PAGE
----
I love the NHS. For me it’s been the place where life starts as our four children were all born in the local NHS hospital, it’s where life is extended as it gave us all extra time with my mum before she eventually lost her fight with cancer and it’s where the quality of life is improved as the NHS repaired my knee and got me playing tennis and football again.
It’s an institution that I am passionate about, that I am grateful for and that I am immensely proud of.
So when Jeremy Hunt, who happens to be my local MP, was given the role of Health Secretary last year, I was worried. Of course the NHS isn’t perfect, but I don’t agree that parts of it would work better under private ownership and I don’t want to see him, or any government, selling it off.
It was at that point the 38 Degrees contacted me. They had a plan:
“From day one, let’s make sure he knows how important our NHS is. Let’s deliver him a huge open letter, signed by thousands of us, telling him that we’ll stand strong to protect our NHS. Let’s make it clear we’ll challenge him every step of the way if we need to. Can you add your name today?”
You bet I could.
So far, so good. I felt better (I’d done something) and I wasn’t on my own. But it’s what followed that I think was brilliant.
38 Degrees is a campaigning organisation, but if asking for donations sits slightly uncomfortably it doesn’t show. With great timing, they followed up with a donation ask.
But this wasn’t any ordinary ask. 38 Degrees’ plan was to buy some advertising space in ‘The Times – Hunt’s favourite newspaper’. To ‘prove we really mean business, and put our message where he really won’t want to see it. Can you chip in to splash our warning to Jeremy Hunt across a full-page advert in The Telegraph or The Times?’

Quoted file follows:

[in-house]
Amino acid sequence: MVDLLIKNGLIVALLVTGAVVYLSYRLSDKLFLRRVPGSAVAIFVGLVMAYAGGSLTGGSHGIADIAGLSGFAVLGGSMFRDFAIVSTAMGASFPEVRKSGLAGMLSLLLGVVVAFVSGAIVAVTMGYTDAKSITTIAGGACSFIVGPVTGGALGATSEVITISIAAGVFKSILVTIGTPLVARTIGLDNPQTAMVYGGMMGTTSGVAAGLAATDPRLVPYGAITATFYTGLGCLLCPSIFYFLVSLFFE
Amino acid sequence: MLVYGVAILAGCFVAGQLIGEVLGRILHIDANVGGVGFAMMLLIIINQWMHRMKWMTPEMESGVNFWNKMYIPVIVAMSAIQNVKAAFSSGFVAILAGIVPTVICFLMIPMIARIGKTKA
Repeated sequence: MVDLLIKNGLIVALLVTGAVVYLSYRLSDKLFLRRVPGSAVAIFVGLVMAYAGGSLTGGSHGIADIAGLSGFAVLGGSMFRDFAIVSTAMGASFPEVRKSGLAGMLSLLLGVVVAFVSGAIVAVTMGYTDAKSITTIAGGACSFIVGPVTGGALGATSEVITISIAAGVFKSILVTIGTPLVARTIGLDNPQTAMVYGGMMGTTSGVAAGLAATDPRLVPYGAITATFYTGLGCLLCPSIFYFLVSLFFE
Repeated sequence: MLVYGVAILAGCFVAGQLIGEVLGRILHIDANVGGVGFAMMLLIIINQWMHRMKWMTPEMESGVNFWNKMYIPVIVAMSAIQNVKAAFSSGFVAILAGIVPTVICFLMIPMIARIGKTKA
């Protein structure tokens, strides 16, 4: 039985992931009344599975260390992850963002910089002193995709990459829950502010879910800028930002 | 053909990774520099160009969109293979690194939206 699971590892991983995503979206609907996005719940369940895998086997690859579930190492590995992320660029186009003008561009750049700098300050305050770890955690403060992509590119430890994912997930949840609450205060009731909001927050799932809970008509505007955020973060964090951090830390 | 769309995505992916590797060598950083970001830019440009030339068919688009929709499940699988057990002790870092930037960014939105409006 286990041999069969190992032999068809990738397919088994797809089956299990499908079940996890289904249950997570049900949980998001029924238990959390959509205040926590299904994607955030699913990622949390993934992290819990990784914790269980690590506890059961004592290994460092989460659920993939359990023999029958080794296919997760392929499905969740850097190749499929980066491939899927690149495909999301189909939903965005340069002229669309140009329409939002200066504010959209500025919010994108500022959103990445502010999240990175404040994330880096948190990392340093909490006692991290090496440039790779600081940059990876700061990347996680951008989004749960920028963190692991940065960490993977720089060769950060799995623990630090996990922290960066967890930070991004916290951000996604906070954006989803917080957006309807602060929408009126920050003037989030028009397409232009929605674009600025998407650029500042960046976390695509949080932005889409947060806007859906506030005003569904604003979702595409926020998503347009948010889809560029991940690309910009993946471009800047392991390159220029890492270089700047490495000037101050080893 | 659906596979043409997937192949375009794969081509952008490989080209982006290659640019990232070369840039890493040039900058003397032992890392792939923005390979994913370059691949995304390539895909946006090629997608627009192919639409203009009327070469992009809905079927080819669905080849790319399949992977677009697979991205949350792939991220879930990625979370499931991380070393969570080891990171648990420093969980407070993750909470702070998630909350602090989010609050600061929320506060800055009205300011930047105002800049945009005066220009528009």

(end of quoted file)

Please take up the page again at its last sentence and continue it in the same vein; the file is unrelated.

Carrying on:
Of course I gave.
And four days later, my ad was in the paper. How great did I feel?
It’s a great story which I share because it’s a great example of how campaigning and fundraising can work together.
For all the lessons we can take, I think the most important thing they got right was the ask. They didn’t just assume that because I take part in campaigns with them that I’d be happy to fund their campaigning infrastructure, they gave me an opportunity to pay towards saving the NHS, something they knew I really cared about.
And they didn’t simply assume that because I had taken part in an NHS campaign through 38 Degrees, that I was ready to jump straight to an unrestricted direct debit.
They realised that the thing I cared about was the NHS, not 38 Degrees. And because of that they got my money, they developed my ‘supporter journey’ and, at the same time, they increased my commitment to the organisation.